Disney/Marvel Studios’ Black Widow topped $4 million in its fifth week of release to become the top-grossing domestic release so far this year, passing Universal Pictures’ F9: The Fast Saga. Sister company Focus Features’ Stillwater generated $2.8 million, followed A24’s The Green Knight with $2.6 million and Warner’s Space Jam: A New Legacy with $2.4 million. The LeBron James-starrer has generated $65.6 million in U.S. theaters while concurrently streaming on Max.

Weekend Box Office Takes on ‘The Suicide Squad’ and Delta Variant

This weekend’s release of The Suicide Squad comes five years and one pandemic since Warner Bros. Pictures released the original Suicide Squad movie.

The standalone sequel also is the latest DC Extended Universe theatrical release since Wonder Woman 84 opened on Christmas Day 2020.

The Suicide Squad, which opens Aug. 6 in theaters and on HBO Max, features a mostly new ensemble cast of anti-superheroes; a new director, James Gunn; and scant holdovers (Margot Robbie as anti-villainess  Harley Quinn, Viola Davis as Amanda Waller, and Joel Kinnaman as Rick Flag) from the original.

Gunn enjoyed commercial and critical success with Disney/Marvel’s “Guardians of the Galaxy” franchise; thus, social media buzz for The Suicide Squad bow has been high. But August brings with it rising concerns about the Delta variant, which has seen surges in COVID infections and hospitalizations in parts of the country — especially among unvaccinated populations.

Suicide Squad in 2016 debuted to a record August opening box office of $134 million, and ultimately generated global ticket sales of $746.8 million.

But with moviegoers still apprehensive about the pandemic, and The Suicide Squad streaming for free to Max subs, this opening weekend’s box office numbers could generate a fraction ($30 million) of the original, according to industry projections.

An Aug. 1 consumer survey from the National Research Group found 11% fewer respondents than in July (81%) willing to frequent movie theaters due to Delta concerns. Last month, several key counties in the major box office market of California — including Los Angeles, San Francisco and Sacramento — reinstituted mandatory masks for indoor activities.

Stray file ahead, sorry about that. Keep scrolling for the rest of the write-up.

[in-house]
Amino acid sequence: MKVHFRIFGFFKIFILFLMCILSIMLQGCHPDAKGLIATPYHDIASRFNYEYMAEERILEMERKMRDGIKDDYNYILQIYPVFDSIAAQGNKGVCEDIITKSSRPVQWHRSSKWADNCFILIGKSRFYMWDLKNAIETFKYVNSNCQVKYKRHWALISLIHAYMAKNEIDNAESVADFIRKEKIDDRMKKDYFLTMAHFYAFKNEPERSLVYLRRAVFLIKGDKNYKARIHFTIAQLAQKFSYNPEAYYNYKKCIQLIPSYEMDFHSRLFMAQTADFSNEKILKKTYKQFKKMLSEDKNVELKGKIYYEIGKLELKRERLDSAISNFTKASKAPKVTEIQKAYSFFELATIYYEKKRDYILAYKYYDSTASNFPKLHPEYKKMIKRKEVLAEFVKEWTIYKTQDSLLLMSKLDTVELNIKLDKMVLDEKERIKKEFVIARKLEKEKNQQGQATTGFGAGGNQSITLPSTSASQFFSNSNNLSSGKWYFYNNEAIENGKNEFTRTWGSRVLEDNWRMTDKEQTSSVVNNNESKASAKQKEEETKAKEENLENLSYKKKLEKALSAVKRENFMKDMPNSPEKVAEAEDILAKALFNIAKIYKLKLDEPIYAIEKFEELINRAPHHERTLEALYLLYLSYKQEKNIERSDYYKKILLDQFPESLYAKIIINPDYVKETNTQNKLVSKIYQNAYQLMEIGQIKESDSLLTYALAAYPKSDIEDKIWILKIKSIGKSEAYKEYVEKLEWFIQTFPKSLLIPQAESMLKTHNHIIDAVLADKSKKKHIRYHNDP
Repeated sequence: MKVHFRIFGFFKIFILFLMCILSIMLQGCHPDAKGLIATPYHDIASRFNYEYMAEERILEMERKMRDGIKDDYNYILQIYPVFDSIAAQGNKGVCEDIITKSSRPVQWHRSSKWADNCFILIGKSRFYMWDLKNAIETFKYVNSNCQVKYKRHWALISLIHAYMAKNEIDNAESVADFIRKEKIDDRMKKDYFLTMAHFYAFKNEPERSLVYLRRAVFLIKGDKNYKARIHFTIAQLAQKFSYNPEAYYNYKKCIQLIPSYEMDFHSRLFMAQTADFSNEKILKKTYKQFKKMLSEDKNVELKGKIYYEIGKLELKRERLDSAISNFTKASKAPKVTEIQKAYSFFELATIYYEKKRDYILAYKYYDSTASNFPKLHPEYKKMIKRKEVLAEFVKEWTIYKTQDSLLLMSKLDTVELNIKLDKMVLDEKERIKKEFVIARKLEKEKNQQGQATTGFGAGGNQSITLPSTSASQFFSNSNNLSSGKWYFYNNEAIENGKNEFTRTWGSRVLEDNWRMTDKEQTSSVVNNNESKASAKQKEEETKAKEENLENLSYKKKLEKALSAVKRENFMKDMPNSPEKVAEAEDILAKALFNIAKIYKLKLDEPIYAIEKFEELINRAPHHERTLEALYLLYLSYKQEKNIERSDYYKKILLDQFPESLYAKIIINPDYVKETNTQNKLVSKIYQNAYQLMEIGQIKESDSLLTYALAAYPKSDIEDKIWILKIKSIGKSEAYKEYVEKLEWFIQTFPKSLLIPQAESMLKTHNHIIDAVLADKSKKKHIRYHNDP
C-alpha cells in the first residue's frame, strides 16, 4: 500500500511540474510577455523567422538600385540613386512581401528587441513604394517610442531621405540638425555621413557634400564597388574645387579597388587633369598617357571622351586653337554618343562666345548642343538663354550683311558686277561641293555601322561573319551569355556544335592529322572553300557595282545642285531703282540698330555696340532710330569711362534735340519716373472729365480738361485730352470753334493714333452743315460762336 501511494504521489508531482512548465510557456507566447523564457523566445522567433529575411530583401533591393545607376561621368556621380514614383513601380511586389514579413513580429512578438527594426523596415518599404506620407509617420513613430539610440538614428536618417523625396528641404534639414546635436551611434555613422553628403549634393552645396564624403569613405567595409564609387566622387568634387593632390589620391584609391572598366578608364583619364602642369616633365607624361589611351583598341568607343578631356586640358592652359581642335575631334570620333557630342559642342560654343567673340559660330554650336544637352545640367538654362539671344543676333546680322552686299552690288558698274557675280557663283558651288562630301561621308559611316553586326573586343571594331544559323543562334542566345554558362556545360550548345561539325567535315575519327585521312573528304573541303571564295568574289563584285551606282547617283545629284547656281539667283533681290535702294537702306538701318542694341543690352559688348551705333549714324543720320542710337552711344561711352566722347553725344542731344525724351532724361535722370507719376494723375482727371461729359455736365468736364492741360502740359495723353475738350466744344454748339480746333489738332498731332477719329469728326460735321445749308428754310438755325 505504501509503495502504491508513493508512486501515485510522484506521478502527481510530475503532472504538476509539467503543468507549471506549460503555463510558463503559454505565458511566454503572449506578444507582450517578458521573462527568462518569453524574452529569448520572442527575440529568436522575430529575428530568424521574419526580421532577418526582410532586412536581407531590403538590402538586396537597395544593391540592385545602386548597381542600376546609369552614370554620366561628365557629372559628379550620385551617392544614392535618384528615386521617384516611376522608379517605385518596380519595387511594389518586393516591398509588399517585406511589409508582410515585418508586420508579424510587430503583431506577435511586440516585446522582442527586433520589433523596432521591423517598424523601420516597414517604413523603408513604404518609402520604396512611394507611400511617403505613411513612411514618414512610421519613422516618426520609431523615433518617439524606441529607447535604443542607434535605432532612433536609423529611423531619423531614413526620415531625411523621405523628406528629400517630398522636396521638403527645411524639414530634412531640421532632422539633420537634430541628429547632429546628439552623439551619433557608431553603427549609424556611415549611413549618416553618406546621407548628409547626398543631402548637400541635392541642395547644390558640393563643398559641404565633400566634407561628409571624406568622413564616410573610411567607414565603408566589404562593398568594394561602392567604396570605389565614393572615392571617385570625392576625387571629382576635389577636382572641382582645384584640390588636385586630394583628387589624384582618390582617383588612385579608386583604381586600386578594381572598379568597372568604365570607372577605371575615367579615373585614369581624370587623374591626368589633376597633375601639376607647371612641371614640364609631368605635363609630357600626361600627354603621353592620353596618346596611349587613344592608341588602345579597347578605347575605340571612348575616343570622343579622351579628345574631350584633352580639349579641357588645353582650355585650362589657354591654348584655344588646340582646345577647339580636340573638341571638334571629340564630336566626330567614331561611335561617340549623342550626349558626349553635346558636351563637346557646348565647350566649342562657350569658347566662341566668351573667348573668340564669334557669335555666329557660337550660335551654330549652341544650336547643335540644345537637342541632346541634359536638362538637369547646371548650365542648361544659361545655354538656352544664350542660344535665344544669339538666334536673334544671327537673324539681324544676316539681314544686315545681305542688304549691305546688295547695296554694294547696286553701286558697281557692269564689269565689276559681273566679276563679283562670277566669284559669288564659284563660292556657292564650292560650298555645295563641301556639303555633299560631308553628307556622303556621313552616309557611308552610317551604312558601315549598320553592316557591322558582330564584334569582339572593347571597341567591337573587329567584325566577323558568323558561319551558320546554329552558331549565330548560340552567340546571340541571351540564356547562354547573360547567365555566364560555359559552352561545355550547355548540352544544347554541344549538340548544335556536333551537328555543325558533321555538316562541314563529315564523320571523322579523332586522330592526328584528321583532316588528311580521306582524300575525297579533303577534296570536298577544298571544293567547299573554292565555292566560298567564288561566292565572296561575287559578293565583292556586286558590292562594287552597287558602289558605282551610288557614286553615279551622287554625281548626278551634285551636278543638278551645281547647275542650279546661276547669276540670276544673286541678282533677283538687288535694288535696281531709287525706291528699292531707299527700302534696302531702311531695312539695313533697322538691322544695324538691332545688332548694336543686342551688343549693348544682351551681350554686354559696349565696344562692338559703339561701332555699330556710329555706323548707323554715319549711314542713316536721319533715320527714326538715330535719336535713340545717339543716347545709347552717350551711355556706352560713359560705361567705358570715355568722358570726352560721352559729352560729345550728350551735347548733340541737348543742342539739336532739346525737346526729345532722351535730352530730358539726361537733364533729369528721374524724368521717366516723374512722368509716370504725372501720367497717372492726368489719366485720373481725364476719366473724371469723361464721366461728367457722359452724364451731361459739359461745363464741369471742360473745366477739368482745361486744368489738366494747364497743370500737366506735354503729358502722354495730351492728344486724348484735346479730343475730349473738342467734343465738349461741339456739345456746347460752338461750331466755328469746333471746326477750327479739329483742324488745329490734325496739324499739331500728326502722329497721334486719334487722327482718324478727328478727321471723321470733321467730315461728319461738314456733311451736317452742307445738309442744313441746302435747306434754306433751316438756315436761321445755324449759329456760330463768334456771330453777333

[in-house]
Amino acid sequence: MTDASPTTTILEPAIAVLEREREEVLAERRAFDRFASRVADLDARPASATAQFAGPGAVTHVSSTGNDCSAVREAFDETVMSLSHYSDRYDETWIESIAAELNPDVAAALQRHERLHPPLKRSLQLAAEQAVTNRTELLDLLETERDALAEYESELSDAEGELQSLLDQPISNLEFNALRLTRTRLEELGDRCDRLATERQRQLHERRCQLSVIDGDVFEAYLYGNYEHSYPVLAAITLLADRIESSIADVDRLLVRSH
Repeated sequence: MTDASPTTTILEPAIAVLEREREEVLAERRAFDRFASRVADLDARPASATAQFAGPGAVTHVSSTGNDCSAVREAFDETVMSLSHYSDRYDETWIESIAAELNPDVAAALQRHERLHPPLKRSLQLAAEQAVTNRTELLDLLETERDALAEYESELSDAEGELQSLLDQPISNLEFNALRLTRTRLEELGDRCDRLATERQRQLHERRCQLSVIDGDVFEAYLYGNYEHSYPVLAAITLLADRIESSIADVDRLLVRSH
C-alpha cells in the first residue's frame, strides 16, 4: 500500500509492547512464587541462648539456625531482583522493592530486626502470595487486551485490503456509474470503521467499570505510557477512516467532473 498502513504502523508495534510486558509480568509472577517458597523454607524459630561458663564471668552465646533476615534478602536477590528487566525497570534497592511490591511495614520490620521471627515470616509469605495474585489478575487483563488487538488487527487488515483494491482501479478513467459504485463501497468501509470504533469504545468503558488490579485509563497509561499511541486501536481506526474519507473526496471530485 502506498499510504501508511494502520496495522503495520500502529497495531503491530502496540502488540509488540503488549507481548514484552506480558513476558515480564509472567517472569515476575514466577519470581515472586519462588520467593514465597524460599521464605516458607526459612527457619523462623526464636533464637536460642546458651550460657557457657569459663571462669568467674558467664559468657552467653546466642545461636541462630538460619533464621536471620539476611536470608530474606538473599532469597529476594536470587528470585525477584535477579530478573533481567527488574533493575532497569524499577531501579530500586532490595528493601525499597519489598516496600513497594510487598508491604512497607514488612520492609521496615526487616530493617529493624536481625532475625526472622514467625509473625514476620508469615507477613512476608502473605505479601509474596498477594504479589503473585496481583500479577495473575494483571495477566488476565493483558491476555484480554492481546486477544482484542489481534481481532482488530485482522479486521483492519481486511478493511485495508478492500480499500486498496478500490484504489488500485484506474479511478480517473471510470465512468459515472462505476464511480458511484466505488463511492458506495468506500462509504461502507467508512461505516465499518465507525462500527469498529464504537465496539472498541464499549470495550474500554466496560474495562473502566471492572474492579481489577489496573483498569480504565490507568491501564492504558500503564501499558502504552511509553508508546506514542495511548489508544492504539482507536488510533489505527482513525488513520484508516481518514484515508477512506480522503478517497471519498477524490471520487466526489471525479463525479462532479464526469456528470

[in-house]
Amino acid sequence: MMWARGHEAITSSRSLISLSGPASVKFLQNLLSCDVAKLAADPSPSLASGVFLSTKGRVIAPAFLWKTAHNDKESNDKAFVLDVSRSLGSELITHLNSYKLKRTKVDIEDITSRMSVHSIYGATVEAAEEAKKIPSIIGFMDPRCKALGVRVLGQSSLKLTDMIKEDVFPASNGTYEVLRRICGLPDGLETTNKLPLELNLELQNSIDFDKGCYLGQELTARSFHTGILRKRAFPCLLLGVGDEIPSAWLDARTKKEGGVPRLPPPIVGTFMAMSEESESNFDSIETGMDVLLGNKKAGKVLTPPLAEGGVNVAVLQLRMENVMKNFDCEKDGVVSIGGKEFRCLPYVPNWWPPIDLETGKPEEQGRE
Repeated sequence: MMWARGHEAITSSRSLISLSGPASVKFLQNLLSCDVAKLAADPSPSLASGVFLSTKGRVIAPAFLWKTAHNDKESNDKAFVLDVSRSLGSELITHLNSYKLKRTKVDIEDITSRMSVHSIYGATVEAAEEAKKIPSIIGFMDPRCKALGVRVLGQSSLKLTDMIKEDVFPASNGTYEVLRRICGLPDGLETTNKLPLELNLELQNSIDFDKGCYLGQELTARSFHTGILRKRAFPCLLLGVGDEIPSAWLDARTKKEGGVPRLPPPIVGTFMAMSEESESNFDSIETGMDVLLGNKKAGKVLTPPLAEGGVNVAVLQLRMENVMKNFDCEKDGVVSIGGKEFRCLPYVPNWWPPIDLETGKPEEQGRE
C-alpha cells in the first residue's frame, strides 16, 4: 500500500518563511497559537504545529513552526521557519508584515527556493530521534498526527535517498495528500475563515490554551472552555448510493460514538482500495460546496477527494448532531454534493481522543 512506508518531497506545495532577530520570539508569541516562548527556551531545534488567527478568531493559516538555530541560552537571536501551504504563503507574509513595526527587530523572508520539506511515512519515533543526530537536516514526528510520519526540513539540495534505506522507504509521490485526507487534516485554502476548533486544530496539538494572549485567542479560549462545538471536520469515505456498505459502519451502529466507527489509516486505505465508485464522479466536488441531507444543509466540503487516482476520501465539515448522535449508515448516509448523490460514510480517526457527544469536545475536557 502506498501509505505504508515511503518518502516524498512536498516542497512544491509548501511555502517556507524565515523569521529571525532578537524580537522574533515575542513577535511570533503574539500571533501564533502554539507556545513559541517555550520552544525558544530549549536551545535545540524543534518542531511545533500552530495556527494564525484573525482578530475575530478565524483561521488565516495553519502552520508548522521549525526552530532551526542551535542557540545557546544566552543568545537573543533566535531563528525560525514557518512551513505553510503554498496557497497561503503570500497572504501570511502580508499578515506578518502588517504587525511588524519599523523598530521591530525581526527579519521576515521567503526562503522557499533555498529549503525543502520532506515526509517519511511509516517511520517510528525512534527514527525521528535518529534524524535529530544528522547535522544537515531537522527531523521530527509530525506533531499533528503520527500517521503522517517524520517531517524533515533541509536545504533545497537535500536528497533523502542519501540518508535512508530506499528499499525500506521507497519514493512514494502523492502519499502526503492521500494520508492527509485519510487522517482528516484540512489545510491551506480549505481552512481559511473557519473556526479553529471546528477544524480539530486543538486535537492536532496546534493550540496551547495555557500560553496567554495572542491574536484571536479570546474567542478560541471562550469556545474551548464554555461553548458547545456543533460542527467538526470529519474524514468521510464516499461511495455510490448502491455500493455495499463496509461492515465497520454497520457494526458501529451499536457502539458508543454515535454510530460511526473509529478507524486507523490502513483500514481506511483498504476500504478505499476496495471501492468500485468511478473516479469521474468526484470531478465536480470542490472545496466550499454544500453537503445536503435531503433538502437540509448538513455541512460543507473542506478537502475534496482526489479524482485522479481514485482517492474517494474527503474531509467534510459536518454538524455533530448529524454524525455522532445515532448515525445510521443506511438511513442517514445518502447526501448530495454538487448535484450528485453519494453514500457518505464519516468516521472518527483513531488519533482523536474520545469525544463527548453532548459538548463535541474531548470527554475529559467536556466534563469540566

As a result, the domestic weekend box office is expected to generate nearly 20% fewer ticket sales than last weekend’s $75 million, which was driven by Disney’s Jungle Cruise. The Walt Disney Studios release is projected to generate less than $15 million in its second weekend of release, followed by Disney/Marvel’s Black Widow ($3.9 million), Universal Pictures’ Old ($3.8 million), Warner’s Space Jam: A New Legacy ($2.6 million), A24’s The Green Knight ($2.5 million), Focus Features’ Stillwater ($2.4 million), Paramount Pictures’ Snake Eyes: G.I. Joe Origins ($1.8 million), Sony Pictures’ Escape Room: Tournament of Champions ($1.3 million) and Universal’s F9: The Fast Saga with $1.2 million.

F9 is also available in consumer homes on PVOD for $19.99, while Black Widow can be purchased for $29.99 until Oct. 6.



Sony Pictures;
Box Office $17.3 million;
$30.99 DVD, $34.99 Blu-ray, $38.99 UHD BD;
Rated ‘R’ for horror violence/bloody images, and language.
Stars Elizabeth Banks, David Denman, Jackson A. Dunn, Matt Jones, Meredith Hagner, Emmie Hunter, Gregory Alan Williams, Annie Humphrey.

The common description of Brightburn paints the film as something of a dark superhero tale, a speculation about what would have happened had Superman turned out to be evil.

Such a summary is a bit of an oversimplification, both in terms of what the movie is trying to achieve and in the implication of what Superman is.